At the recent International Service Leadership (ISL) conference, Bob Wilkins introduced members to a process designed to provide stability to the installation process. He termed it "standardized installation," or "kitting."
According to Wilkins, the system allows a contractor to sell customers exactly what they desire and what is in their best interest, completely automates the parts and equipment database and replacement pricing system, and places kit collation in the hands of the vendor.
"If your company is now pulling parts from inventory, has a large parts warehouse, is kitting in-house, or is warehousing equipment, this system will reduce the cost of such systems by eliminating the need for excessive inventory and warehouse management," said Wilkins, who went, step-by-step, through the association's proprietary process with members during the two-day conference.
Steps To FollowWithout disclosing every proprietary detail, these are the 10 steps to standardizing installations:
1. Prepare by instructing the company correctly.
2. Learn to create equipment and parts kits with the install team.
3. Create a kit for everything your business installs.
4. Implement a kit database. Set a start date.
5. Negotiate with and set up vendors.
6. Update replacement pricing.
7. Teach all sales team members how the process works.
8. Implement the standardizing installations process.
9. Ensure quality control.
10. Review and make adjustments as needed.
At the heart of standardizing are kits. Kits, per Wilkins, are nothing more than the "pieces" needed for a job, packaged or boxed together.
"When you purchase a desk or other piece of furniture that needs assembly, the primary materials are packaged together. Likewise, all screws, bolts and miscellaneous parts are usually packaged together in small bags," notes the proprietary book handed out to members.
"The first step to putting the furniture together is to see what parts there are and group them by like items, in preparation for assembly. Creating kits for HVAC is exactly the same concept."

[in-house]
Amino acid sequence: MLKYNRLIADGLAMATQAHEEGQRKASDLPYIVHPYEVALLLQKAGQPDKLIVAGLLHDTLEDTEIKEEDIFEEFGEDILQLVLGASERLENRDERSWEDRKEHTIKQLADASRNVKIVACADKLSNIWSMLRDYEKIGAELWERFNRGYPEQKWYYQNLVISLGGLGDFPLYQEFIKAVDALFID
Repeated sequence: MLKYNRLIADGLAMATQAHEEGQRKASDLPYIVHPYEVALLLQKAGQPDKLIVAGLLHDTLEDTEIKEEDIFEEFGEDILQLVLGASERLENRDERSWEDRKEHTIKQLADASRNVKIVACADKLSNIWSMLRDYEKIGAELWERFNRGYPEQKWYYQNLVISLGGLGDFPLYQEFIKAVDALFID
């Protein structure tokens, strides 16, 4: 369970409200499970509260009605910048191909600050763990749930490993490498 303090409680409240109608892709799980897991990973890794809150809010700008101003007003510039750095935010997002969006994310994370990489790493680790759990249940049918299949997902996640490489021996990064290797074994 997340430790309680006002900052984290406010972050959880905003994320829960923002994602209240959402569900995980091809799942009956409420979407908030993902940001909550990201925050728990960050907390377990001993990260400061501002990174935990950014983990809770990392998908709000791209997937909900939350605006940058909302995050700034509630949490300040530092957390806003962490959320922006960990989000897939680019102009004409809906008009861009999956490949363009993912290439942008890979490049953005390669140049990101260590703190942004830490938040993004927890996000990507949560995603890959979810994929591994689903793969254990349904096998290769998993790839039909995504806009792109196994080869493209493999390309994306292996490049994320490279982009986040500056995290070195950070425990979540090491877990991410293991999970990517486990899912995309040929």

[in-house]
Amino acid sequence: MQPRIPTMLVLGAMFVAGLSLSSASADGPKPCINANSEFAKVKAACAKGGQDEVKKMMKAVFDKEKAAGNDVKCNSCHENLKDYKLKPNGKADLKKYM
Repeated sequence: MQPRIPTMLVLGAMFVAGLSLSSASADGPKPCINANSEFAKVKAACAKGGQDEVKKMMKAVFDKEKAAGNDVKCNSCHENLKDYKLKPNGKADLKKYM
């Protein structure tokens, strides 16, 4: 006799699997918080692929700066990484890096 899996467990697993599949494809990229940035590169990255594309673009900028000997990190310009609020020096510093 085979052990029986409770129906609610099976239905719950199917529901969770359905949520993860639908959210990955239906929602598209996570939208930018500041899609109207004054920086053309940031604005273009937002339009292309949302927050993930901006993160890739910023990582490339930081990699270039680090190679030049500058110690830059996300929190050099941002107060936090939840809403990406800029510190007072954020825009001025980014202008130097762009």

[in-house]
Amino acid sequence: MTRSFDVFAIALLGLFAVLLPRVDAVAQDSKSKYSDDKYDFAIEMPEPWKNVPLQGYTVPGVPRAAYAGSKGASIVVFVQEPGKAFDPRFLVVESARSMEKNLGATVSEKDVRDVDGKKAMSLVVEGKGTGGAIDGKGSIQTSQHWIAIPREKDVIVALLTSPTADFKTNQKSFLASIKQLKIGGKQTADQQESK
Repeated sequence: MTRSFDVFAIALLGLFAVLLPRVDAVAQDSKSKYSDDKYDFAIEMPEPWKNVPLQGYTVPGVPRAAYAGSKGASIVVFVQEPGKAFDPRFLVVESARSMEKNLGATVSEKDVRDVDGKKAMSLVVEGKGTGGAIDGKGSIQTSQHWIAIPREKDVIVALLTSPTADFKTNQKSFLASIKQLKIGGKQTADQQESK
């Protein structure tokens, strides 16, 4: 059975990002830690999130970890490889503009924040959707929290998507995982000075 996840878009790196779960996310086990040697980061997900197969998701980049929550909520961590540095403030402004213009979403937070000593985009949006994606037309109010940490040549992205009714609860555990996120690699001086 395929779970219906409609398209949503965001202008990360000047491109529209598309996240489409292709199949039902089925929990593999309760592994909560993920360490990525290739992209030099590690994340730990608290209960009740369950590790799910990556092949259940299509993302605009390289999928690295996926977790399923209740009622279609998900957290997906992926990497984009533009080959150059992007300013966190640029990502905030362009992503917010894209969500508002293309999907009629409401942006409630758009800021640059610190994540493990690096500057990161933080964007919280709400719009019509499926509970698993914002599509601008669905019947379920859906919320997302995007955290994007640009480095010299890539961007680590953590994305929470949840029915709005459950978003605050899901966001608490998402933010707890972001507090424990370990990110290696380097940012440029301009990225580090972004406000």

In other words, it must be decided exactly what parts are needed for the installation. Therefore, the process calls for deconstructing an installation for each and every product that a contractor sells, in order to create a kit for each type of installation performed. After deciding what the installation involves, a contractor can then analyze the parts needed to install the product and create parts kits.
In ISL's case, it recommended offering four categories of equipment to customers: basic, deluxe, premium, and supreme. Each category of equipment is supposed to have a distinct price and feature differences designed to appeal to different groups of buyers throughout the marketplace. Wilkins did note that each of these categories has one equipment kit.
In regard to step 7, Todd Lavery, general manager at Wilkins Mechanical Services, noted the goal here is to train the sales team to sell what the installation department has already deemed to be the perfect installation. This means describing the way categories work and how they are different than before.
"It's important to have the entire company on the same page, in order for this to work," said Lavery.
For more information, contact ISL at 800-585-4452.
Publication date: 05/16/2005